1881 – First resection of cancer of the pylorus, the opening of the stomach into the duodenum. The procedure was performed by German-Austrian surgeon Theodor Billroth.
1895 – Frank Thomas Paul published his technique to improve colon surgery. Originally, colon surgeries were a three-step procedure: first, the affected loop of the colon was exposed, second, the tumor was removed, and third, the stoma was closed. Paul’s technique reduced it to two steps: first, he exposed the affected area and sutured a glass tube into the areas above and below the tumor, then immediately removed the growth and closed the incision.
Johannes von Mikulicz – Radecki popularized this procedure after showing that this new technique reduced his mortality rate from 43% to 12.5%. The procedure was subsequently named the Paul-Mikulicz operation.
1964 – Dr. Irving Lichtenstein announced new “tension free” procedure for hernia surgery. The new procedure used a mesh that was placed on top of the hernia instead of sutures that caused tension and could cause a tear if pulled. This technique also allowed patients to be put under using only local anesthesia and to resume physical activity almost immediately. Previous hernia surgeries would require a general anesthetic and two months bed rest after.
1985 – First laparoscopic cholecystectomy performed by Dr. Edrich Mühe of Germany. Laparoscopic cholecystectomy is the removal of the gallbladder using laparoscopic techniques wherein a viewing tube (the laparoscope) is inserted into a small cut on the abdomen to assist the surgeon.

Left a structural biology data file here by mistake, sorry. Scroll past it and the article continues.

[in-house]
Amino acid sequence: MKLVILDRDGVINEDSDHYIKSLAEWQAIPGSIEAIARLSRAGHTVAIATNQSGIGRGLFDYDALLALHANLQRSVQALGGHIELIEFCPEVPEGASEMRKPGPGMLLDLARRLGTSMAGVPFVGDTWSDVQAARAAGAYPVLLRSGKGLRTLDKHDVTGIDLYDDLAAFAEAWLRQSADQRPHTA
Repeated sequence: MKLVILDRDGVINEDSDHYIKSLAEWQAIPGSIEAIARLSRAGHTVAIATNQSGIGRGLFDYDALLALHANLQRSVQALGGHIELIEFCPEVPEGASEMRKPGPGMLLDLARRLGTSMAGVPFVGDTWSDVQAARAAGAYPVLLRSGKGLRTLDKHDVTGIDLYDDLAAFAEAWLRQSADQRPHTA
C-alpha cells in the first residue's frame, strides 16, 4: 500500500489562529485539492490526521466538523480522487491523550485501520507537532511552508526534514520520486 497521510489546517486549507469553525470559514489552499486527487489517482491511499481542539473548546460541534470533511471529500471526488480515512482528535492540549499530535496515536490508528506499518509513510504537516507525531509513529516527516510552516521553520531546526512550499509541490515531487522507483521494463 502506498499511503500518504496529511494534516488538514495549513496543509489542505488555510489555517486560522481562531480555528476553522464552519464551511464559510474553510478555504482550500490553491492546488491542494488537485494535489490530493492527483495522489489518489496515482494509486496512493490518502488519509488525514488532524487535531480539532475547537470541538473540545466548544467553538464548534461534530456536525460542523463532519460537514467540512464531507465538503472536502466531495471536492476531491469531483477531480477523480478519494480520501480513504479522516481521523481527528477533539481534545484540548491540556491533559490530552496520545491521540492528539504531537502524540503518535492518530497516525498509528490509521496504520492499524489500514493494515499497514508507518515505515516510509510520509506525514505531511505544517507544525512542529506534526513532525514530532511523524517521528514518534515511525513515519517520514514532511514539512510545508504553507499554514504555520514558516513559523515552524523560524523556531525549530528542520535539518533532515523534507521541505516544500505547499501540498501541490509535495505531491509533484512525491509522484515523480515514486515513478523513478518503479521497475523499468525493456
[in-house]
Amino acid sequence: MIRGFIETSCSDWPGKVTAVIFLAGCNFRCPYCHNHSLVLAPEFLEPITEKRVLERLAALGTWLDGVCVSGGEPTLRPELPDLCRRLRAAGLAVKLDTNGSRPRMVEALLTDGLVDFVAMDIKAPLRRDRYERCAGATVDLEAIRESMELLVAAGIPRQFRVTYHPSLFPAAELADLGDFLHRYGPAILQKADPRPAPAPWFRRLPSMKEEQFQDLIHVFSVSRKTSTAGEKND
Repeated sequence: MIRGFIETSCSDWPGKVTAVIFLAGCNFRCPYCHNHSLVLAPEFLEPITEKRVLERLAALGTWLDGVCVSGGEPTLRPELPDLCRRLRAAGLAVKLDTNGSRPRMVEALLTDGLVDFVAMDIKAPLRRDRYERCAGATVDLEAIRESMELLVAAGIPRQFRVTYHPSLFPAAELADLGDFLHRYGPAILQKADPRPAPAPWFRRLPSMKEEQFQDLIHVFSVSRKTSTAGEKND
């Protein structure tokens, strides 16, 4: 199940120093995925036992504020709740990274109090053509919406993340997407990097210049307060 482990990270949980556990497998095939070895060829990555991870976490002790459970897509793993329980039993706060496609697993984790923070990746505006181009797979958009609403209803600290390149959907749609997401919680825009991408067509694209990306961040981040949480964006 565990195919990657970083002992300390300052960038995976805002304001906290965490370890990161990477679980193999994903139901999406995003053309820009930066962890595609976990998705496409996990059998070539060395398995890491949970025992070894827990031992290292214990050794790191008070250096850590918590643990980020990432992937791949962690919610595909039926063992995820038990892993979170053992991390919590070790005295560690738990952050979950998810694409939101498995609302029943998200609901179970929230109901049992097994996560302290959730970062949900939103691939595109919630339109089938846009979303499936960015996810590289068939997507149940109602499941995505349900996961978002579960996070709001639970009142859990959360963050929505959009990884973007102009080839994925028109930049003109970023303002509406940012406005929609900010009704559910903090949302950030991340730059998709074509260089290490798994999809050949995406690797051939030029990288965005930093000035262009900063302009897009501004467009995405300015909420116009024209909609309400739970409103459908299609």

2007 – The first transgastric endoscopic cholecystectomy was performed by Dr. Lee Swanstrom in Oregon. The surgery involved removing the gallbladder without making incisions on the skin.. This “scarless surgery” leads to less pain, a shorter recovery time, and a lower risk of infection.
This procedure is known as Natural Orifice Transluminal Endoscopic Surgery, or NOTES. It involves passing surgical tools through natural orifices (mouth, anus, urethra, etc.). The doctor pulls any removed tissue back through the orifice and closes the internal incision.
General Surgery – What’s Next?
Surgical procedures have indeed come a long way, but the improvements are far from over. Minimally invasive surgery is becoming increasingly commonplace, better materials for wound treatment and performing operations are being synthesized, and new surgical methods are being developed to improve or replace current ones.
With all this already available, the intriguing question that follows is: What will the next big surgical breakthrough look like?
Please Note: The articles on Dr. Andy Higgins’ website are obtained from a variety of sources. While they pertain to the treatment of breast cancer, colon cancer, and other maladies, their presence here is not to help diagnose or treat any disease, but to stimulate conversation about health-related issues. All articles are cleared by an editor, but not necessarily by Doctor Higgins himself.